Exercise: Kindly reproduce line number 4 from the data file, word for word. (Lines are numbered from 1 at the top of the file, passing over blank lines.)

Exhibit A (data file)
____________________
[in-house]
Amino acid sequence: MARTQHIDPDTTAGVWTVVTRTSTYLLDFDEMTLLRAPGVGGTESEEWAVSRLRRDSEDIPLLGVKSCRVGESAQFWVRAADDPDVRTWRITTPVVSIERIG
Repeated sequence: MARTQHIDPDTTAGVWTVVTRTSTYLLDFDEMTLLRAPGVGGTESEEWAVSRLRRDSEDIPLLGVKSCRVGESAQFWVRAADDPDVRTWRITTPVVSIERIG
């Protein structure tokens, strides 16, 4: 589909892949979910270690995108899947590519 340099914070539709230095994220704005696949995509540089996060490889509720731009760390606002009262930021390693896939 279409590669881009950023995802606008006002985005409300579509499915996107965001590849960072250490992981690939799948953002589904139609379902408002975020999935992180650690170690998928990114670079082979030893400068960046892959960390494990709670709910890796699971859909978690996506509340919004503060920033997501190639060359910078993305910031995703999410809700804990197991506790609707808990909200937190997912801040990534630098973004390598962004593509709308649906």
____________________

């Protein structure tokens, strides 16, 4: 589909892949979910270690995108899947590519 340099914070539709230095994220704005696949995509540089996060490889509720731009760390606002009262930021390693896939 279409590669881009950023995802606008006002985005409300579509499915996107965001590849960072250490992981690939799948953002589904139609379902408002975020999935992180650690170690998928990114670079082979030893400068960046892959960390494990709670709910890796699971859909978690996506509340919004503060920033997501190639060359910078993305910031995703999410809700804990197991506790609707808990909200937190997912801040990534630098973004390598962004593509709308649906």